On Monday, the Department of Health confirmed that commissioners of NHS funded services must not impose minimum waiting times for treatments, or restrict patient choice for routine elective care. The announcement was in response to recommendations made by the Co-operation and Competition Panel, which had considered these issues in two cases. The first was its report into the operation of choice in routine elective care nationally which was published in July. The second was a case involving a conduct complaint against NHS Wiltshire which found that the commissioners for Wiltshire Bath and North East Somerset were in breach of the Principles and Rules for Co-operation and Competition by imposing restrictions of this kind. The arrangements were found to have a fairly obvious adverse impact on patients.
The outcome of the report and the NHS Wiltshire case makes it clear that imposing minimum waiting times and/or restricting choice of provider are not acceptable ways in which to address the challenge of controlling commissioning budgets. Commissioners are reminded that they must comply with the Principles and Rules for Co-operation and Competition when commissioning services. It is also worth remembering that patient choice is a right set out in the NHS Constitution.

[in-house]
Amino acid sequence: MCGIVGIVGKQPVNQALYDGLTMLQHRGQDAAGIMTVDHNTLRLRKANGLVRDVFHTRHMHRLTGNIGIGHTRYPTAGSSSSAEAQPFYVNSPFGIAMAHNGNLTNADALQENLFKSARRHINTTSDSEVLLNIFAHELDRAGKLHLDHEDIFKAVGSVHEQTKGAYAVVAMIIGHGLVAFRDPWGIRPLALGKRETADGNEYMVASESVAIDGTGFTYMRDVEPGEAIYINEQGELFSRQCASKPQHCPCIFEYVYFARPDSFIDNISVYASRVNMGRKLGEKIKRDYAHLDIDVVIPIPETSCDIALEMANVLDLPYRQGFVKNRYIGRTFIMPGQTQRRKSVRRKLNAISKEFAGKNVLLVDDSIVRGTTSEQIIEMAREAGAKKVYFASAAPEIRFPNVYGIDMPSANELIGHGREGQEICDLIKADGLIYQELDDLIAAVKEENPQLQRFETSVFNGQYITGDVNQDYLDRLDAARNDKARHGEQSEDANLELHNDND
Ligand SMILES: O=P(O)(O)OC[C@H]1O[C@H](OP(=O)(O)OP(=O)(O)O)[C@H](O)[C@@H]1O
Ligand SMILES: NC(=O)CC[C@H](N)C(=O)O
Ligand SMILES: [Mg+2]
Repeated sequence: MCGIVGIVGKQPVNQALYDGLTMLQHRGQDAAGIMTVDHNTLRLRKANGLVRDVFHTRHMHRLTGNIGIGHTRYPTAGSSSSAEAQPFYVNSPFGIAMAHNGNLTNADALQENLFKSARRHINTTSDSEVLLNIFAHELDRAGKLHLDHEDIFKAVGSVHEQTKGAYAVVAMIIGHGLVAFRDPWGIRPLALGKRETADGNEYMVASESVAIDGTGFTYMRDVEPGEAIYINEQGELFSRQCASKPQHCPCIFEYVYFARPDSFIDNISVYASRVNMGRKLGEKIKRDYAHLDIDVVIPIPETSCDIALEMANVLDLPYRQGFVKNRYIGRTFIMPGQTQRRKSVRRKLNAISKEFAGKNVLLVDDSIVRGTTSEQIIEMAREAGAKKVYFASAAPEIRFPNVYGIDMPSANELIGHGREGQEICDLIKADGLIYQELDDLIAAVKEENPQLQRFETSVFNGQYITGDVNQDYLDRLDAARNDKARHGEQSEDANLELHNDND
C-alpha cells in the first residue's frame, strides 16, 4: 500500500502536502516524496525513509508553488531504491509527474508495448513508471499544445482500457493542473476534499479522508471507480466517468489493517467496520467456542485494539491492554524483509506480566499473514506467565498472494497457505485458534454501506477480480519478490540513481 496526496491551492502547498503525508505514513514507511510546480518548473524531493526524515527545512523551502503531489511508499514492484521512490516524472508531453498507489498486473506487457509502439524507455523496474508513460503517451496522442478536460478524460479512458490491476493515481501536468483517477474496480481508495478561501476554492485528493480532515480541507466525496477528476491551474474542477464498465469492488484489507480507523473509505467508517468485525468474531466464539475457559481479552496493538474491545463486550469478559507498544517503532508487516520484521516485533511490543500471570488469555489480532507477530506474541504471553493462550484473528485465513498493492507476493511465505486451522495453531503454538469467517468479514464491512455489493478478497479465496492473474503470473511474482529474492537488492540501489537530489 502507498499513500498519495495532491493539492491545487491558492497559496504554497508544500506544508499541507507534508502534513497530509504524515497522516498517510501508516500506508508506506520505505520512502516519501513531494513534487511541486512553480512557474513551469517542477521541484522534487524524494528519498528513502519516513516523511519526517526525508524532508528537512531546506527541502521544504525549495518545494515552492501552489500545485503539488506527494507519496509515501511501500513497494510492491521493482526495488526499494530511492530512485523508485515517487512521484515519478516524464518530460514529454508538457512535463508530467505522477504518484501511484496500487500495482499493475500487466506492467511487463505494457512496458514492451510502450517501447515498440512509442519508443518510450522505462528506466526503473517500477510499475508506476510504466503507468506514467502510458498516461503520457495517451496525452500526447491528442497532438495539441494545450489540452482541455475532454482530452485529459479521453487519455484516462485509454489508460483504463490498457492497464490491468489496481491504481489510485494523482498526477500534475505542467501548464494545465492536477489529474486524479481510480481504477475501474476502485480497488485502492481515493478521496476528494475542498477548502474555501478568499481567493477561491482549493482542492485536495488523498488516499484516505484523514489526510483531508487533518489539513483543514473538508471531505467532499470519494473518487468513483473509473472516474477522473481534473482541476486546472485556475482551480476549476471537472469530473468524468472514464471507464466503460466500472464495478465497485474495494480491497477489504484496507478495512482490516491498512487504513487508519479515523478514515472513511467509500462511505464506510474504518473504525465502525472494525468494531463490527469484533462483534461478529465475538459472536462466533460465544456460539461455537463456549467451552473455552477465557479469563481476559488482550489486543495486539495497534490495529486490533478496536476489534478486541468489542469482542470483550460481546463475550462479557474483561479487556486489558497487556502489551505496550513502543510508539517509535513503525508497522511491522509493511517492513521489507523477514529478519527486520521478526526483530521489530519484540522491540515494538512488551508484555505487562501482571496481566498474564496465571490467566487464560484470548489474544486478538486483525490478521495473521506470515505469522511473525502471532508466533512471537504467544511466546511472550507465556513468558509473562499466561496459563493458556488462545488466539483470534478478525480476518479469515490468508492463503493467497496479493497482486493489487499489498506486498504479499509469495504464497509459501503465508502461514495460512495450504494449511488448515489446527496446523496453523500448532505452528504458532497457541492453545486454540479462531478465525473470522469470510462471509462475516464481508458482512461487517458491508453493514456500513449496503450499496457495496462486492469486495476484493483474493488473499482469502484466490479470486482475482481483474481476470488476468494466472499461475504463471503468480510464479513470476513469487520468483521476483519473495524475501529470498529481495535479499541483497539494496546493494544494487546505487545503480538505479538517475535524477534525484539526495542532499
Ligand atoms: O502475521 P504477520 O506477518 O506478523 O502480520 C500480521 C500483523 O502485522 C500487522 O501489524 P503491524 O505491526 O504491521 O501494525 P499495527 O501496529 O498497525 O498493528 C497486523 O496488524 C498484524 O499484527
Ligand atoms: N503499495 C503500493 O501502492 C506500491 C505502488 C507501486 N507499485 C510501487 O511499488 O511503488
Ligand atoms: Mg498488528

Any commissioners currently engaging in such practices have been told to stop and to improve their commissioning practices and transparency. Going forward aspiring CCGs will need to bear this decision in mind as they seek to become more involved in commissioning decisions.